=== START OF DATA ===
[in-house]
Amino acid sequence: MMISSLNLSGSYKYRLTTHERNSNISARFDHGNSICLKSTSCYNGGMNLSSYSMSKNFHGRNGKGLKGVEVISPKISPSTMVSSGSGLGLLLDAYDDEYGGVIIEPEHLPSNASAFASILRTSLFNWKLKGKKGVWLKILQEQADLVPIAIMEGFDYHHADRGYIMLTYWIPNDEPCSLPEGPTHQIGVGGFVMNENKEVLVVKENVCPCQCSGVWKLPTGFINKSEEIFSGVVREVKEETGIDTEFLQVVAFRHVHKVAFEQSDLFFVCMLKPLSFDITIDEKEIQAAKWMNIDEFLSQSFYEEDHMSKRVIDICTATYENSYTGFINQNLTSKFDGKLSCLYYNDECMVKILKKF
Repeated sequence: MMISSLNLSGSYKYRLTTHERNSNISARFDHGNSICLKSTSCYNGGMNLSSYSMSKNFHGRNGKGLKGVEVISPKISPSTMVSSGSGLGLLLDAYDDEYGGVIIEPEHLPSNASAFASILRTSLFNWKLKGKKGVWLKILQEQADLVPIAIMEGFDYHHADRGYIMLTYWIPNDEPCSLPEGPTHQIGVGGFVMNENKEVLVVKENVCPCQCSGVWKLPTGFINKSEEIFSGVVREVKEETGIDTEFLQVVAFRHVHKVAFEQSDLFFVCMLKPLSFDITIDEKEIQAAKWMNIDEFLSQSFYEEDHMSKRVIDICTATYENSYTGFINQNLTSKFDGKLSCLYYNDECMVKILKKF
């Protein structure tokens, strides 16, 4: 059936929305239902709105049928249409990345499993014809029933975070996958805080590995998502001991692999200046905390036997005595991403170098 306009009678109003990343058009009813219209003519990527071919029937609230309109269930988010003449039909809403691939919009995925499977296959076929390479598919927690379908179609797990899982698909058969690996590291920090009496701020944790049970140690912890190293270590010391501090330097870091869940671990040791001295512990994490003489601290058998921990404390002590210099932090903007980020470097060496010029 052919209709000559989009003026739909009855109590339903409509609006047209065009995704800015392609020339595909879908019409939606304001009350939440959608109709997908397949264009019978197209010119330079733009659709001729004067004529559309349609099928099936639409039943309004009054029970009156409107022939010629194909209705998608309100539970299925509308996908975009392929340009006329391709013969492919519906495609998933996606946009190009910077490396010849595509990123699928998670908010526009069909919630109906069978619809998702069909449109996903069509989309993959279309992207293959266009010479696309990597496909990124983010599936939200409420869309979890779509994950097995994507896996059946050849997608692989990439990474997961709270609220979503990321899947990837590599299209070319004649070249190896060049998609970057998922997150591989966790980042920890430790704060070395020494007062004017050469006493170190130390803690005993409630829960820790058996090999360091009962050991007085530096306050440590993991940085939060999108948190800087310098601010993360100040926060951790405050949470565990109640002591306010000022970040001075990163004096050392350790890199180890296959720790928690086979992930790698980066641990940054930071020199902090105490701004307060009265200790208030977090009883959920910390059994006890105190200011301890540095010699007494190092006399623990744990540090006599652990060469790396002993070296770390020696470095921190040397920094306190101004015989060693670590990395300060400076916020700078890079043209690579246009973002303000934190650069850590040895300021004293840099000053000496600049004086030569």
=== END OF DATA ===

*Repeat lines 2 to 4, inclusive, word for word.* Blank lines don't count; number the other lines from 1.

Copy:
Amino acid sequence: MMISSLNLSGSYKYRLTTHERNSNISARFDHGNSICLKSTSCYNGGMNLSSYSMSKNFHGRNGKGLKGVEVISPKISPSTMVSSGSGLGLLLDAYDDEYGGVIIEPEHLPSNASAFASILRTSLFNWKLKGKKGVWLKILQEQADLVPIAIMEGFDYHHADRGYIMLTYWIPNDEPCSLPEGPTHQIGVGGFVMNENKEVLVVKENVCPCQCSGVWKLPTGFINKSEEIFSGVVREVKEETGIDTEFLQVVAFRHVHKVAFEQSDLFFVCMLKPLSFDITIDEKEIQAAKWMNIDEFLSQSFYEEDHMSKRVIDICTATYENSYTGFINQNLTSKFDGKLSCLYYNDECMVKILKKF
Repeated sequence: MMISSLNLSGSYKYRLTTHERNSNISARFDHGNSICLKSTSCYNGGMNLSSYSMSKNFHGRNGKGLKGVEVISPKISPSTMVSSGSGLGLLLDAYDDEYGGVIIEPEHLPSNASAFASILRTSLFNWKLKGKKGVWLKILQEQADLVPIAIMEGFDYHHADRGYIMLTYWIPNDEPCSLPEGPTHQIGVGGFVMNENKEVLVVKENVCPCQCSGVWKLPTGFINKSEEIFSGVVREVKEETGIDTEFLQVVAFRHVHKVAFEQSDLFFVCMLKPLSFDITIDEKEIQAAKWMNIDEFLSQSFYEEDHMSKRVIDICTATYENSYTGFINQNLTSKFDGKLSCLYYNDECMVKILKKF
């Protein structure tokens, strides 16, 4: 059936929305239902709105049928249409990345499993014809029933975070996958805080590995998502001991692999200046905390036997005595991403170098 306009009678109003990343058009009813219209003519990527071919029937609230309109269930988010003449039909809403691939919009995925499977296959076929390479598919927690379908179609797990899982698909058969690996590291920090009496701020944790049970140690912890190293270590010391501090330097870091869940671990040791001295512990994490003489601290058998921990404390002590210099932090903007980020470097060496010029 052919209709000559989009003026739909009855109590339903409509609006047209065009995704800015392609020339595909879908019409939606304001009350939440959608109709997908397949264009019978197209010119330079733009659709001729004067004529559309349609099928099936639409039943309004009054029970009156409107022939010629194909209705998608309100539970299925509308996908975009392929340009006329391709013969492919519906495609998933996606946009190009910077490396010849595509990123699928998670908010526009069909919630109906069978619809998702069909449109996903069509989309993959279309992207293959266009010479696309990597496909990124983010599936939200409420869309979890779509994950097995994507896996059946050849997608692989990439990474997961709270609220979503990321899947990837590599299209070319004649070249190896060049998609970057998922997150591989966790980042920890430790704060070395020494007062004017050469006493170190130390803690005993409630829960820790058996090999360091009962050991007085530096306050440590993991940085939060999108948190800087310098601010993360100040926060951790405050949470565990109640002591306010000022970040001075990163004096050392350790890199180890296959720790928690086979992930790698980066641990940054930071020199902090105490701004307060009265200790208030977090009883959920910390059994006890105190200011301890540095010699007494190092006399623990744990540090006599652990060469790396002993070296770390020696470095921190040397920094306190101004015989060693670590990395300060400076916020700078890079043209690579246009973002303000934190650069850590040895300021004293840099000053000496600049004086030569």